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Author: telegraph Big funky green star, 20000 posts Top Recommended Fools Old School Fool Add to my Favorite Fools Ignore this person (you won't see their posts anymore) Number: of 76418  
Subject: Re: Rip Van Winkle Portfolio Date: 3/22/2004 11:56 AM
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Nick: Asset allocation depends drastically on one's age and years to retirement. With almost half its assets in bonds, this portfolio would be appropriate for a retiree, but not a 40 year old (assuming this is retirement money) who has 20 years of new money to contribute before retirement.

Ah, but if you are smart, you'll retire at 50.

Actually, the 50/50 Couch Potato portfolio, 50% in Vanguard Total Stock Market Index, 50% in Vanguard Int. Bond fund, has done very well, with little volatility.

The 'bond fund' went up 30-40% to offset the 30-40% in the stock index fund...giving you essentially very little loss during the 2001 drop.

You might wish to stay 60/40 or 70/30 at age 40, if you plan to work another 20 years. or 38 years to age 68 or 69 when you'll get SS, maybe.

Further, you'd want to move the bonds in the taxable account to the IRA, and the IRA stocks to the taxable account. Stocks lose their preferential cap gains treatment if left in an IRA. At that point you'd no longer need tax exempt bonds.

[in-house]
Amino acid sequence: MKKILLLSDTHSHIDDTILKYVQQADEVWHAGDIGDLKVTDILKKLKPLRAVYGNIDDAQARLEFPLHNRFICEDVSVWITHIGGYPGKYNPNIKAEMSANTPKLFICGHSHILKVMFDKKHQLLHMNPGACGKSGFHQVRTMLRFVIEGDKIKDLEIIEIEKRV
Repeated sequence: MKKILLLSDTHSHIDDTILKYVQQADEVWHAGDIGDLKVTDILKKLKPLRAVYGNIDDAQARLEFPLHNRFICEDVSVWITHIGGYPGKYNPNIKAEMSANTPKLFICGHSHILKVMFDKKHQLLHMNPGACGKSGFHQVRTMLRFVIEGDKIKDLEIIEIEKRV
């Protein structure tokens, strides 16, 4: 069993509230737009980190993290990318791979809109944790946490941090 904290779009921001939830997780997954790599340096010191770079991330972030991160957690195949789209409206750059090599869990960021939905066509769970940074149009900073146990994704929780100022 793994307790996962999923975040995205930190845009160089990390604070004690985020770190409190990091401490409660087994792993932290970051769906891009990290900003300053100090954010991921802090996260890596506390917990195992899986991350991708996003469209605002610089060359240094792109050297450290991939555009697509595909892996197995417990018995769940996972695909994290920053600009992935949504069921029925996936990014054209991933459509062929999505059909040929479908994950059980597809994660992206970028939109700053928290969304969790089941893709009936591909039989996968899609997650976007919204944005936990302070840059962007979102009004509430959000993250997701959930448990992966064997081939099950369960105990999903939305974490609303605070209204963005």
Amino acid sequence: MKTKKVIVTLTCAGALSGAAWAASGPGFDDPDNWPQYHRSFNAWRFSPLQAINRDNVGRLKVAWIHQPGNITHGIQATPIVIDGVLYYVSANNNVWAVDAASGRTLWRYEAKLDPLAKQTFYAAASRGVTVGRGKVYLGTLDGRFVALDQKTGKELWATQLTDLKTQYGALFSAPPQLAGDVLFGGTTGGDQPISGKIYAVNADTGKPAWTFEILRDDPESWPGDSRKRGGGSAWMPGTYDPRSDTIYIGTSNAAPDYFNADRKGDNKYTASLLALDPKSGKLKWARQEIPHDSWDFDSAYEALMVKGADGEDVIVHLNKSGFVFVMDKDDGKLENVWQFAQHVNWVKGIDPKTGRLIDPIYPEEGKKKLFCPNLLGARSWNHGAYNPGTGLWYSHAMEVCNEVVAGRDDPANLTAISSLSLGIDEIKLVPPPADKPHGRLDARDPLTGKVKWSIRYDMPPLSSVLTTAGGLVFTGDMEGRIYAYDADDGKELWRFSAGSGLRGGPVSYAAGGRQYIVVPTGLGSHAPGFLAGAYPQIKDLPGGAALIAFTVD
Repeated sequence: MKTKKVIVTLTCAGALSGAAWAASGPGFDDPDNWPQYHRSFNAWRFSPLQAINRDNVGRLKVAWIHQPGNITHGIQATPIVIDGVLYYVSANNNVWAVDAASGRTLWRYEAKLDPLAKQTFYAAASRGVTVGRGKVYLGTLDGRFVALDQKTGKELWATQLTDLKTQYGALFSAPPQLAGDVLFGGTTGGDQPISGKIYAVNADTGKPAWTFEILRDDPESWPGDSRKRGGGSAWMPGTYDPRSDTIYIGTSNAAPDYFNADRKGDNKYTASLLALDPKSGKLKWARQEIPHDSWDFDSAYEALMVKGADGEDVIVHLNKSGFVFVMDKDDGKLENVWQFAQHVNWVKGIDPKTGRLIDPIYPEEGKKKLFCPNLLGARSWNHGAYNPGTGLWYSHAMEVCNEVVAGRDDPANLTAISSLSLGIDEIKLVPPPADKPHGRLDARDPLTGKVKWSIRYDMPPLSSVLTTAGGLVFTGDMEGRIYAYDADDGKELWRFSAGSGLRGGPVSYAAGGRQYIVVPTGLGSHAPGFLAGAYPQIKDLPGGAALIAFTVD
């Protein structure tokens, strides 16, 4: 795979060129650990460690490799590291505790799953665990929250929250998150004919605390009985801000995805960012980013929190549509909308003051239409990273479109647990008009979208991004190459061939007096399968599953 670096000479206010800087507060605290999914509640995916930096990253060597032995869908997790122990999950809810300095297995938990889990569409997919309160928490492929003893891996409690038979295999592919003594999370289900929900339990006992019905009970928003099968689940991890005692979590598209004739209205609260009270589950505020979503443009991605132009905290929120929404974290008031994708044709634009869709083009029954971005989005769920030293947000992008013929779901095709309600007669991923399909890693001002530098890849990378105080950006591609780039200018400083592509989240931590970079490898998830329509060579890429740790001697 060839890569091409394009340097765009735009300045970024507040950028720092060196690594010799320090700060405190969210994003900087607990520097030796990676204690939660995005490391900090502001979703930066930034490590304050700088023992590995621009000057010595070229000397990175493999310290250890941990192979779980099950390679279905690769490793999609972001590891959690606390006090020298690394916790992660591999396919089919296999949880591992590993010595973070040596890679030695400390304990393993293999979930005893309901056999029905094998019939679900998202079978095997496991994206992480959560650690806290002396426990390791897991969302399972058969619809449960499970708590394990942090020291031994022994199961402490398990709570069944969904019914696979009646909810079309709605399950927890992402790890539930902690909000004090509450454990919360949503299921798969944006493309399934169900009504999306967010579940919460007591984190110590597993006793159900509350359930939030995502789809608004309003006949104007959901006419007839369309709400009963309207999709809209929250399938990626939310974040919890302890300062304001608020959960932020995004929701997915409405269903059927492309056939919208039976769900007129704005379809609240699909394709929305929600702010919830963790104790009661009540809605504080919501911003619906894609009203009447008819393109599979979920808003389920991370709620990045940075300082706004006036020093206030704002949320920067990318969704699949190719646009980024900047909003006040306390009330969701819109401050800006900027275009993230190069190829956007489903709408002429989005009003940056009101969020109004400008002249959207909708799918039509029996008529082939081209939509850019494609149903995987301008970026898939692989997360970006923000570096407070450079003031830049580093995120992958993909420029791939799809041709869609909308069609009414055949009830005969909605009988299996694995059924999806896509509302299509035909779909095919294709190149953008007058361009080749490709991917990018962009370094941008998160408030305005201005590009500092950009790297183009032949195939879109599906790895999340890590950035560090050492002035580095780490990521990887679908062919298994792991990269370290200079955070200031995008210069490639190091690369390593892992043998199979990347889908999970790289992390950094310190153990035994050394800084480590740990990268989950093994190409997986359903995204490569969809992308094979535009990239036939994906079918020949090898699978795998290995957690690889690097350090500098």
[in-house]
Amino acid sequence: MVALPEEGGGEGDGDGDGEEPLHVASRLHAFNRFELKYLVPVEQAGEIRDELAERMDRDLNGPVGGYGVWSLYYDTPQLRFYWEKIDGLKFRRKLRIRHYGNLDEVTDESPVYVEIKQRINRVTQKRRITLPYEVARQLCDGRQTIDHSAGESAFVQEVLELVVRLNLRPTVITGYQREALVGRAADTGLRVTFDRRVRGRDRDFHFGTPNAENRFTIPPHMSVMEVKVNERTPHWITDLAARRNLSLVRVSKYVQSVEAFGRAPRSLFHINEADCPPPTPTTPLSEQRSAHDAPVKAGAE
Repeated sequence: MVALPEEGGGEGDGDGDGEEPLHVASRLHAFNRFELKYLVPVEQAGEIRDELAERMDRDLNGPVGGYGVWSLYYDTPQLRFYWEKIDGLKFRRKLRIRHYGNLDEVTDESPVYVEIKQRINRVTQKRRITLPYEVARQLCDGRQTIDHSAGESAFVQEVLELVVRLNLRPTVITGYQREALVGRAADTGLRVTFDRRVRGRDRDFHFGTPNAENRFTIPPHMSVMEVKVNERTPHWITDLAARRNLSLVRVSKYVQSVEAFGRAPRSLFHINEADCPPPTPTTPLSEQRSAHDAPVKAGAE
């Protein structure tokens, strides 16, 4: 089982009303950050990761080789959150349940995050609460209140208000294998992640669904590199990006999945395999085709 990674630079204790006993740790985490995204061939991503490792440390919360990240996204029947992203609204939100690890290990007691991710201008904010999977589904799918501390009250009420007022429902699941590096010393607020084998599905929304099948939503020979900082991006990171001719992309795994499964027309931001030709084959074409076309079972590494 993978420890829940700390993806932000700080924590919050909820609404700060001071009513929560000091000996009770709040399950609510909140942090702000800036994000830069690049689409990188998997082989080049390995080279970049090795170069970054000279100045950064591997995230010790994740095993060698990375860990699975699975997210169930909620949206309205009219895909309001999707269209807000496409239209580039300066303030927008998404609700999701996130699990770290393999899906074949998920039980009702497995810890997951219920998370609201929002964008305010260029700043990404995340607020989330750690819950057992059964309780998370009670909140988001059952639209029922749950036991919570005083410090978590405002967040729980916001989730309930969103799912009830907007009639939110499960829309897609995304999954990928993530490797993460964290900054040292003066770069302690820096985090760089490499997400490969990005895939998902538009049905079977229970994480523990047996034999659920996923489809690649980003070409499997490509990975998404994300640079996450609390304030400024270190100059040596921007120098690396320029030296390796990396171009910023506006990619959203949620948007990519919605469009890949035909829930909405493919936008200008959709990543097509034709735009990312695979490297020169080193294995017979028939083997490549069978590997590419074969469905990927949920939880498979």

I think the original post was EITHER taxable or tax deferred, not a combination of both.....

Some folks arrived at age 40 with no company 401K, and only a small ability to stash funds in an IRA (maybe only $1000/year for 15 years). So maybe they have a lot of taxable money from selling a house, or inherited $300,000 and need to invest it for retirement.

He put the right kind of bond funds in the right places.

You can mix/match if you have both, holding tax efficient items outside the 401K/IRA, and not worrying so much about it inside the 401K/IRA.


I'd also mix a CD ladder in with the bond funds, since CDs have more favorable risk/return characteristics at the moment.

That is your call. If taxable, you pay up to 36% (?) plus state tax on CD yields, maybe 10% state tax too, taking 46% of your income. You can have CDs inside your 401K/IRA if you want, if allowed.

I got some of both.

What you worry about in the 401K is diversification and long term growth. It matters not about cap gains rate, because you have no idea whether it will still be 15% or 28% in ten or 20 years from now....or even next year if Kerry gets elected.....

t.


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